One youngster is on a mission to save the national parks, despite the government shutdown
HONOLULU (HawaiiNewsNow) - While the federal government shutdown continues, a special young man is doing more than his fair share to pick up the slack at national parks while politicians continue to bicker.
Robbie Bond has accomplished more by the sixth grade than a lot of people do their entire lives.
His mission to be a National Park Protector started in April of 2018 when the Trump administration threatened to shrink the park system. Now that the government is shut down, he’s ramping up his efforts even more.
During his recent trip to the Big Island, Robbie saw first hand how the government shutdown is hurting our park system - one of the many YouTube videos documenting his journey show the young man picking up trash left by visitors.
“People have just piled it up, shoved all of the bottles into the recycling bin, left some of the floor and that is crazy. It really shouldn’t be like that. Since the National Park Service employees have been furloughed, there is nobody here to clean up after all this rubbish,” said Bond.
Robbie also helped the Hawaii Wildlife Fund pull more than 3 tons of derelict fishing nets and other garbage from the park.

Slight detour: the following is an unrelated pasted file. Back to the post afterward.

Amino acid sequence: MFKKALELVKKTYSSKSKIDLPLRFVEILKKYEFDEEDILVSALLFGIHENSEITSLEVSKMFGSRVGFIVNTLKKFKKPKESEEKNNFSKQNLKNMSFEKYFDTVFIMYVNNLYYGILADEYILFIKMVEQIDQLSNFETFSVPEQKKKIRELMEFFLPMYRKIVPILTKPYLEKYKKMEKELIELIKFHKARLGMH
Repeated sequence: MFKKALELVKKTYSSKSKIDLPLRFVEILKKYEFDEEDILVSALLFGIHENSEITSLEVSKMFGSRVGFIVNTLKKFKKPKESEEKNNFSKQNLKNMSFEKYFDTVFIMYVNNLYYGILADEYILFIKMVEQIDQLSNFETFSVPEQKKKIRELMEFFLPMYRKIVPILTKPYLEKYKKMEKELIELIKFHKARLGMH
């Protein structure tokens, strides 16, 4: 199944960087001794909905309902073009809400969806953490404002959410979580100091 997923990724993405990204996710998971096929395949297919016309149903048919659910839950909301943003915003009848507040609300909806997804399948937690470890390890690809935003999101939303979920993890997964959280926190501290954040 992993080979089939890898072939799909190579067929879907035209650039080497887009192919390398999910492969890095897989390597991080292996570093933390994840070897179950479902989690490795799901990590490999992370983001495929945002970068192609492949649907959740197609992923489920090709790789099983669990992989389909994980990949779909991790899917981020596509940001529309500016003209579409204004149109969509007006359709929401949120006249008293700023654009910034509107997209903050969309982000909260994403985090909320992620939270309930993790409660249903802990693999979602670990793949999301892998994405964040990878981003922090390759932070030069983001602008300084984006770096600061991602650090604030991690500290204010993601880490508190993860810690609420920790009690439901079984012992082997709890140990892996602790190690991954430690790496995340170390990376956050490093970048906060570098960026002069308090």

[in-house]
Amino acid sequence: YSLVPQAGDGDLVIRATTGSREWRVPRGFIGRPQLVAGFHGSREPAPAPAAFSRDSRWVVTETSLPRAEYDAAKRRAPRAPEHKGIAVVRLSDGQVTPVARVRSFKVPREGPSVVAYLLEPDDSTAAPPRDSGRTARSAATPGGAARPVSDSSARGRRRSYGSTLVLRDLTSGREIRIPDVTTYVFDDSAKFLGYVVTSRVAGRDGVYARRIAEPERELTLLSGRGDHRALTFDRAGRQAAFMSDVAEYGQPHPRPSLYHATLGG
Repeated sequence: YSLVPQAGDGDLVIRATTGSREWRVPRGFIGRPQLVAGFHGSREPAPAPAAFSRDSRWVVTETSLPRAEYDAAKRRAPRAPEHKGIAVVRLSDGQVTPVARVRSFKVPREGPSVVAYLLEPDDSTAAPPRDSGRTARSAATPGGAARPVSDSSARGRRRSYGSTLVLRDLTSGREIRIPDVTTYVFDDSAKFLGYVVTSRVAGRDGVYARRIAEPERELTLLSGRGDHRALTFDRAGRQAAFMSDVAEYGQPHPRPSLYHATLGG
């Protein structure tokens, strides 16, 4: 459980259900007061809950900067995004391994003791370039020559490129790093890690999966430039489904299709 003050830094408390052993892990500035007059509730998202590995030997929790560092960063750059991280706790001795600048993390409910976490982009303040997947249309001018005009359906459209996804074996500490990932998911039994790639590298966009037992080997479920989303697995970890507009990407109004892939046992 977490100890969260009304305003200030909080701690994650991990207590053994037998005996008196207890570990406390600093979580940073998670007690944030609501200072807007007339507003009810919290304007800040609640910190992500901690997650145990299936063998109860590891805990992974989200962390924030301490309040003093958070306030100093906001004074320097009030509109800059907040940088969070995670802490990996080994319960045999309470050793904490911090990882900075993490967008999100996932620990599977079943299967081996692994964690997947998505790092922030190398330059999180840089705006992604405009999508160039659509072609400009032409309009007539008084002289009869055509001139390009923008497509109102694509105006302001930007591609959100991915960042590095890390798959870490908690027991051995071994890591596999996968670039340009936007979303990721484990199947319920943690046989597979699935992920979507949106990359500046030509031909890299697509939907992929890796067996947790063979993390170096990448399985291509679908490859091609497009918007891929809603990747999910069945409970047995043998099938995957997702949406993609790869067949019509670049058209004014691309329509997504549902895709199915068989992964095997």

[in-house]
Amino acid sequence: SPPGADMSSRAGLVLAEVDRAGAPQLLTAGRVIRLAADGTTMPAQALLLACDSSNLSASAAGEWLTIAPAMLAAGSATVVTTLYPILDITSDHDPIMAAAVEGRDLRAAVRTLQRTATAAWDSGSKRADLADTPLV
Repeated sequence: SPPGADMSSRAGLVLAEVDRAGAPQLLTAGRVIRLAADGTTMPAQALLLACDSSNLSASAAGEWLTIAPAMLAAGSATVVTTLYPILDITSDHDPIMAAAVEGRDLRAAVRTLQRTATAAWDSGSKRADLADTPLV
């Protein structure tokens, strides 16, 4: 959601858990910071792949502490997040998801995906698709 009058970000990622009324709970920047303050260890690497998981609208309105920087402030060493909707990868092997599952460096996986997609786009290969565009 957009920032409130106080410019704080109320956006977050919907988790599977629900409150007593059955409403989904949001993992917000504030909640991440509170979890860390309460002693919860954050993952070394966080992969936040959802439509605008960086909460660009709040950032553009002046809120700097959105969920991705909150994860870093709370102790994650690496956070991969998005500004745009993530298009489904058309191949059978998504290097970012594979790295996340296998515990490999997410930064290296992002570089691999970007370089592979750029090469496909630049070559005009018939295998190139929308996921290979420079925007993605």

"These places are so beautiful and people need to stand up and protect these places, especially because during the shutdown, no one is really there to protect them," he added.
Robbie's traveled all over the country and to Washington D.C. to meet with leaders. He's even lobbied for a bill to grant all fourth graders in America a free pass to visit our National Parks.
Supporting Robbie but never pushing him are two extremely proud parents Robin and Michelle Bond.
"In his words he wanted to create an army of fourth graders to combat what the administration is doing to the national parks. I think he gets it: that just because he is a child doesn't mean he doesn't have a voice," said his father Robin.
Robbie might not be able to stop the shutdown, but he raises a good point: while the parks aren't properly staffed, they should be closed.
"It would be crazy having the Smithsonian museums open but no one to protect the artifacts - it's just the same with the national parks. I just think that people should care more for these places," said Robbie.
Hawaii Volcanoes National Park has enough private support to keep their doors open until Jan. 9. On Oahu, the Pacific Historic Parks have found enough funding to make it until Jan. 11.
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